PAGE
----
- Business interruption: This covers any financial losses due to unexpected events, such as natural disasters or pandemics, that may disrupt the painter's business operations.
- Employment practices liability: This covers any legal claims made against the painter related to employment practices, such as discrimination or harassment.
Overall, it is important for painters to have comprehensive insurance coverage to protect their business and clients from any potential liabilities.
Painting Contractor's Risks & Exposures
Premises liability exposures at the contractor's office are generally limited due to lack of public access. If there is a storage yard or shop operation, a fire can spread to neighboring businesses or homes. Controls in waste handling and fire control are important.
Outdoor storage may create vandalism and attractive nuisance hazards. Off-site exposures are extensive. Jobsite operations include the potential for bodily injury to members of the household, the public, or employees of other contractors, or damage to their property or completed work.
Tools, power cords, painting materials and scrap all pose trip hazards even when not in use. If there is work at heights, falling tools or supplies may cause bodily injury or property damage if dropped from ladders and scaffolding. Removal of old paint or wall coverings may involve scraping, chemical applications, or sandblasting which can damage other property of the client. The job may require the removal of old lead-based paint.
All exterior painting presents an over spray exposure which may damage surrounding premises, vehicles, or structures. All exterior spray painting or sandblasting operations need to be handled with great care. When interior work is done in buildings, ships, tanks, or other structures, ventilation is vital for the safety of clients, passersby, and the contractor's workers since fumes can cause severe bodily injury.
Environmental impairment liability exposures arise from the application or removal, transport, and disposal of paints, solvents, varnishes, and other chemicals. The removal, transportation and disposal of lead paint are particularly hazardous. Although the application of lead paint is now a controlled substance, it is still available and approved for specific commercial and industrial applications. The chips and dust generated during surface preparation present a significant hazard because ingested lead is associated with severe neurological and developmental disorders, especially in young children. Transportation and disposal procedures must adhere to all EPA and other regulatory standards. Training and supervision of employees are critical.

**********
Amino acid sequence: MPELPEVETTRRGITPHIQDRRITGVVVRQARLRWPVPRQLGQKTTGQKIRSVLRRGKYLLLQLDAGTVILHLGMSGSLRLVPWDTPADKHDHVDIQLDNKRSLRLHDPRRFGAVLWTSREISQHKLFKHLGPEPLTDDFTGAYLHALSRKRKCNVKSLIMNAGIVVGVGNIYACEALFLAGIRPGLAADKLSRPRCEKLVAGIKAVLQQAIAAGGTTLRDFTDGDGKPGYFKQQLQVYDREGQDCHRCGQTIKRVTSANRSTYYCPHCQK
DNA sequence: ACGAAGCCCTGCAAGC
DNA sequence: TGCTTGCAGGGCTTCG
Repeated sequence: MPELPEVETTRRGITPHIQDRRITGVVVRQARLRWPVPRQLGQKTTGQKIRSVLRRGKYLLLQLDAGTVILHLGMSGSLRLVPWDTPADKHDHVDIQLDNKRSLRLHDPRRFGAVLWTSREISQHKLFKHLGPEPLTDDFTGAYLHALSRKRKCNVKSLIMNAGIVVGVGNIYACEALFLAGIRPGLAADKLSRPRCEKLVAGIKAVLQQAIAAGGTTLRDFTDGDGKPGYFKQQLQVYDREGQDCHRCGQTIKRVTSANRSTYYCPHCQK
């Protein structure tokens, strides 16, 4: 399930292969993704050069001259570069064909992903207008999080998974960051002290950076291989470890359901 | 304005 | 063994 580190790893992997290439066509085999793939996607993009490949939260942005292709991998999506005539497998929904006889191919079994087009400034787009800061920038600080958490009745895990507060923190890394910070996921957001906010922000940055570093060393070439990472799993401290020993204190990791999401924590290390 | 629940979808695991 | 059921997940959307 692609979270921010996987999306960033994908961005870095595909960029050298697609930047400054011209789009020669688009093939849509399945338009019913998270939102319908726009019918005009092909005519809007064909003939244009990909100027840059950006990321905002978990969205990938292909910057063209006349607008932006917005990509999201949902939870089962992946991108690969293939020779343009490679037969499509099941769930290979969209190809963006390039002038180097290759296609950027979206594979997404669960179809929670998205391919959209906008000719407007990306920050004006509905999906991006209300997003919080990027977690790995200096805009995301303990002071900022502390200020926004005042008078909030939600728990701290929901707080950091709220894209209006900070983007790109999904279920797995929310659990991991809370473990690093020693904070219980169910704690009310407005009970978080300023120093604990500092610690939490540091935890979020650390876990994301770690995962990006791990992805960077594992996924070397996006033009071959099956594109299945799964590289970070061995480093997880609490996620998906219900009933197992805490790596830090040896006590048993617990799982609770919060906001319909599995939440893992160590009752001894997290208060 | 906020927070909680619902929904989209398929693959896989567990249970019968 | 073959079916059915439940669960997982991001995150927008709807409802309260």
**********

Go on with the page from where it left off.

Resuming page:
Workers compensation exposures vary based on the size and nature of the job. Caustics, paints and thinners generate fumes that can result in irritation to the eye, nose, throat, skin and lungs. Workers may be exposed to dust and chips containing lead. Back injury, hernia, sprains and strains can result from lifting. The use of power tools can result in cuts and burns. Casual labor and high turnover may be a problem, especially in the prep and cleanup work.
When work is done on ladders and scaffolds, there is a potential for injury from falling, being struck by falling objects, or adverse weather conditions. The absence of good maintenance of scaffolds, proper use of basic safety equipment, such as properly installed guards, steel-toed shoes, and eye protection, and strict enforcement of safety practices may indicate a morale hazard. The removal of old paint presents a serious exposure. Lack of a procedure to determine if the paint to be removed is lead based, or lack of procedures for safe clean-up and disposal of chips and the solvents used to remove lead, adds significantly to the loss potential.
Property exposures are generally limited to an office and storage for supplies, tools and vehicles. If there are shop operations, fire or explosion can result from the flammability of paints, varnishes and thinners or the use of dip tanks and/or spray booths. Spray booths should have explosion resistant lighting and be separated from combustibles. Poor housekeeping or improper storage or labeling of flammable, hazardous, or reactive substances significantly increases the inherent hazards.
Crime exposures are from employee dishonesty. Background checks, including criminal history, should be performed on all employees providing services to customers or handling money. All ordering, billing and disbursement should be handled as separate duties with reconciliations occurring regularly.
Inland marine exposures include accounts receivable if the painter offers credit to customers, contractors' equipment and tools, goods in transit, installation floater, and valuable papers and records for customers' and suppliers' information. The equipment may be limited to brushes, rollers and other hand tools, or there may be sprayers, ladders, scaffolding, cherry pickers, and similar equipment.
There may be rental, leasing or borrowing of specialized equipment. The transport of barrels of paint and other materials and equipment can be difficult; training in proper handling is essential. During installation, the materials are subject to loss or damage by fire, theft, contamination, damage by employees of other contractors, vandalism, and weather-related perils.